at the Lewa Wildlife Conservancy in Northern Kenya.
African bush elephant at the Lewa Wildlife Conservancy in Northern Kenya. © Ami Vitale

Animals we Protect

African Bush Elephant

Loxodonta africana

Meet the African Bush Elephant

The African bush elephant is the largest land mammal in the world. It reaches up to 24 feet in length and 13 feet in height. Also known as the African savanna elephant, it is found in most African countries, living in varied habitats from the open savanna to the desert and high rainforest. It is the largest of the three elephant species and can weigh up to 11 tons and live up to 70 years—longer than any other mammal except humans. African bush elephants are herbivores and need to eat about 350 pounds of vegetation daily.

The African bush elephant is characterized by:

  • two prominent tusks, which are present in both sexes 

  • two large ears

  • pillar-like legs

  • thickset body 

  • large head with a muscular, mobile trunk. 

The trunk is a strong appendage, with more than 40,000 muscles and tendons. Its sensitive tip ends in two finger-like projections, which can manipulate small objects. The trunk can lift objects of more than 400 pounds. Water is sucked up through the trunk and then blown into the mouth for a drink or onto the back as a cooling mist.

Elephant herds consist of related females and their young and are managed by the eldest female, called the matriarch. The adult male elephant rarely joins a herd and leads a solitary life, only approaching herds during mating season. Females give birth to a single calf after 22 months of gestation, the longest gestation period among mammals.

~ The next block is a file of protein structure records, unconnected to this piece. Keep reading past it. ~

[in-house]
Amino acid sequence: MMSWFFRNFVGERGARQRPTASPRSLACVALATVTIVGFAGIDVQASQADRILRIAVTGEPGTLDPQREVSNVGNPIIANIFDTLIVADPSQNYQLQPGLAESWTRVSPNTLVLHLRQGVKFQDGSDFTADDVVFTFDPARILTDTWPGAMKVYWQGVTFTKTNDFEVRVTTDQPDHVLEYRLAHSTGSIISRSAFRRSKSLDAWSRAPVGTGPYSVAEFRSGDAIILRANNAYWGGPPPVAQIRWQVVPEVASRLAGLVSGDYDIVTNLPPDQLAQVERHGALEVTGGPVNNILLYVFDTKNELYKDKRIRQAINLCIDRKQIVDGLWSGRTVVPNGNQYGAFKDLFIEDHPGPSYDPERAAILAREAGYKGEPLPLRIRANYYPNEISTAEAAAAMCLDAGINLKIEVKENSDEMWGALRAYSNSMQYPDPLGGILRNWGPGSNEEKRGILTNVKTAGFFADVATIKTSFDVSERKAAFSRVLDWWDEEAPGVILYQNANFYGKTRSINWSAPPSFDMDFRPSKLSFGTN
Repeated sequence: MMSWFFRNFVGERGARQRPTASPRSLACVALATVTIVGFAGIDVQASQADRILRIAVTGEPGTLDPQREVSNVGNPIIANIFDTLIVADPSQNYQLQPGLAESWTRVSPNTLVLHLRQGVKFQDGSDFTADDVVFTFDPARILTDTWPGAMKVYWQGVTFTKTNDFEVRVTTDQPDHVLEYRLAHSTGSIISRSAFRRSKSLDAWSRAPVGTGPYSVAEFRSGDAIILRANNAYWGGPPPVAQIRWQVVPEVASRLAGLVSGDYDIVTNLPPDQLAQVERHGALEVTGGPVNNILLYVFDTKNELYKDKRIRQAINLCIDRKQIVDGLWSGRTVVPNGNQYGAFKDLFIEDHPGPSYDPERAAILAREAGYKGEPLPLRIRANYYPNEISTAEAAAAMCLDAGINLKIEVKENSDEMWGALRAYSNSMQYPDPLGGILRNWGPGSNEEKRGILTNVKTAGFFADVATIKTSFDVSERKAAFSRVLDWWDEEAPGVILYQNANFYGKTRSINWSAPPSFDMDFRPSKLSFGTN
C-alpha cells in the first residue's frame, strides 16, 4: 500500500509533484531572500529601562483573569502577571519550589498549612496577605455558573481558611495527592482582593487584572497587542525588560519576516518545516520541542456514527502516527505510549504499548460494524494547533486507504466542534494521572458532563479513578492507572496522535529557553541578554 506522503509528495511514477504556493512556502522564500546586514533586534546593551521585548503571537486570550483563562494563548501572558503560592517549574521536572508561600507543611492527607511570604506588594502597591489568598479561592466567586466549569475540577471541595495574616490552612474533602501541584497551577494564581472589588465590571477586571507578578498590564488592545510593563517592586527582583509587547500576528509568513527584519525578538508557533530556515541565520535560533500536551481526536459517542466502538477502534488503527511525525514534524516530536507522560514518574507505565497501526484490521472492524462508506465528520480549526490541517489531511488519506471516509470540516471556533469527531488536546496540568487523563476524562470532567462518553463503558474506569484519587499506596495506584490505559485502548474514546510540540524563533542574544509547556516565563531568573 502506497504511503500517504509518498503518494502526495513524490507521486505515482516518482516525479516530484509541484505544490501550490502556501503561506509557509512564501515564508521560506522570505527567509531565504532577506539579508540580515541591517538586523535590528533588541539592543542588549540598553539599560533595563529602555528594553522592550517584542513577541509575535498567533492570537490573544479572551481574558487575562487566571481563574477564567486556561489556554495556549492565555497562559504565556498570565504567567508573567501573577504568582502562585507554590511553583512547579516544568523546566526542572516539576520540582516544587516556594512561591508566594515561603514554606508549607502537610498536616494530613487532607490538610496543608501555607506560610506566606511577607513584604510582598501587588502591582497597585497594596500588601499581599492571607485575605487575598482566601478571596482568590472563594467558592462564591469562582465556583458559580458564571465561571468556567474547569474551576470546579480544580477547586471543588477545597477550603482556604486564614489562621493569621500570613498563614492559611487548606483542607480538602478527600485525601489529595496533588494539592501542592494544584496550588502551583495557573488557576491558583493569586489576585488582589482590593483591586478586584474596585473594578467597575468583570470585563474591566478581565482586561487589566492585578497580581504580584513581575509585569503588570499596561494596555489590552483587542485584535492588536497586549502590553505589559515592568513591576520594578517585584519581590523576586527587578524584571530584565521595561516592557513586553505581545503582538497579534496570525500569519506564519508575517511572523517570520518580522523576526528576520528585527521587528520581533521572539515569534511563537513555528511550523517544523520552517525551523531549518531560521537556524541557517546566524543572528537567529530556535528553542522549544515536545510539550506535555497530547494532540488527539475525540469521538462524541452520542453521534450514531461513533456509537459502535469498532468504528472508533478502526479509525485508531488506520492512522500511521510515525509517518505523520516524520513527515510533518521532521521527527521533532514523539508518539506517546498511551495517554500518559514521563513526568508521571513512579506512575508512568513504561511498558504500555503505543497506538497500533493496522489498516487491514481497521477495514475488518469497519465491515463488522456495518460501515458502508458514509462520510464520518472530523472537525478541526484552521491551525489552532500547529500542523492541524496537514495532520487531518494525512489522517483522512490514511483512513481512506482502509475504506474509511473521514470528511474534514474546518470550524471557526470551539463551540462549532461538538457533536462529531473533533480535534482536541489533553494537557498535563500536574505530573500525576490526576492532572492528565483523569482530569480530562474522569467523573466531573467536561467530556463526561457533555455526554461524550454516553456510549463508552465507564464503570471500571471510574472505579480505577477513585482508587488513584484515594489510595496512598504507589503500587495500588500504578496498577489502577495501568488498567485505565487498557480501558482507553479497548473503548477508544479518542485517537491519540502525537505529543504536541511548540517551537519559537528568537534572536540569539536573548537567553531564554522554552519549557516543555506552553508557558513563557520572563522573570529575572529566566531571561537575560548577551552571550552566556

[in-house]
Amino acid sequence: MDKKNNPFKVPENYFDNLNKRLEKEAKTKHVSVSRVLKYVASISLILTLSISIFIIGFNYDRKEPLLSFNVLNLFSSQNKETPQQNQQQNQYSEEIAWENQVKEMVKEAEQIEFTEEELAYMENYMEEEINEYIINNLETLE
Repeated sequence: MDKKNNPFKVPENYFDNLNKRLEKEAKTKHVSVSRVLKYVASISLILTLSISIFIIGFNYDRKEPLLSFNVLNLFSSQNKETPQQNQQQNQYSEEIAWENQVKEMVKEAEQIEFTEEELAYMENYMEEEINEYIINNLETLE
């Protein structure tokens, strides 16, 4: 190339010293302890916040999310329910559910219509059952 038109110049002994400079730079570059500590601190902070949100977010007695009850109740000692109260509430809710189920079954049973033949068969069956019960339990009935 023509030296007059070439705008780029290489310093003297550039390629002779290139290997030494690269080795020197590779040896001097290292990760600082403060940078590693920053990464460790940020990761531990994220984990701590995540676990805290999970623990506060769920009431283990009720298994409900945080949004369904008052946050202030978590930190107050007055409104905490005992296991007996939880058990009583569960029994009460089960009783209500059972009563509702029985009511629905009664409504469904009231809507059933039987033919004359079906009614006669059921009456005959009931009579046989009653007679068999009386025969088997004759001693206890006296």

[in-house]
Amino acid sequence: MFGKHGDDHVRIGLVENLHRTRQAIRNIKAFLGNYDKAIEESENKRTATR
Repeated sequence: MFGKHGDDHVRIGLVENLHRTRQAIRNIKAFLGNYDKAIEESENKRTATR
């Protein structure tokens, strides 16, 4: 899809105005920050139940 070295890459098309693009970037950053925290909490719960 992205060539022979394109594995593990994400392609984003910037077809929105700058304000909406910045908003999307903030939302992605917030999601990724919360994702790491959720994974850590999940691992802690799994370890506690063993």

African elephants at Loisaba Conservancy in northern Kenya.
Elephants-Loisaba African elephants at Loisaba Conservancy in northern Kenya. © Ami Vitale

Protecting the African Bush Elephant

Because elephants require substantial amounts of food and a large area in which to forage, habitat destruction across their range is a major threat to survival. As of late, poaching has caused the most serious damage to African bush elephant populations, with approximately 25,000 being lost every year. 

The Nature Conservancy is using a comprehensive three-pronged approach to elephant protection:

  • Building Community Support: working with farmers near elephant habitats to help track and safely steer elephants off agricultural lands.

  • Conserving Critical Habitat: protecting large contiguous swaths of land that are vital for traveling elephant herds.

  • Increasing Security: safeguarding elephants from poaching by expanding, training and properly equipping wildlife security teams.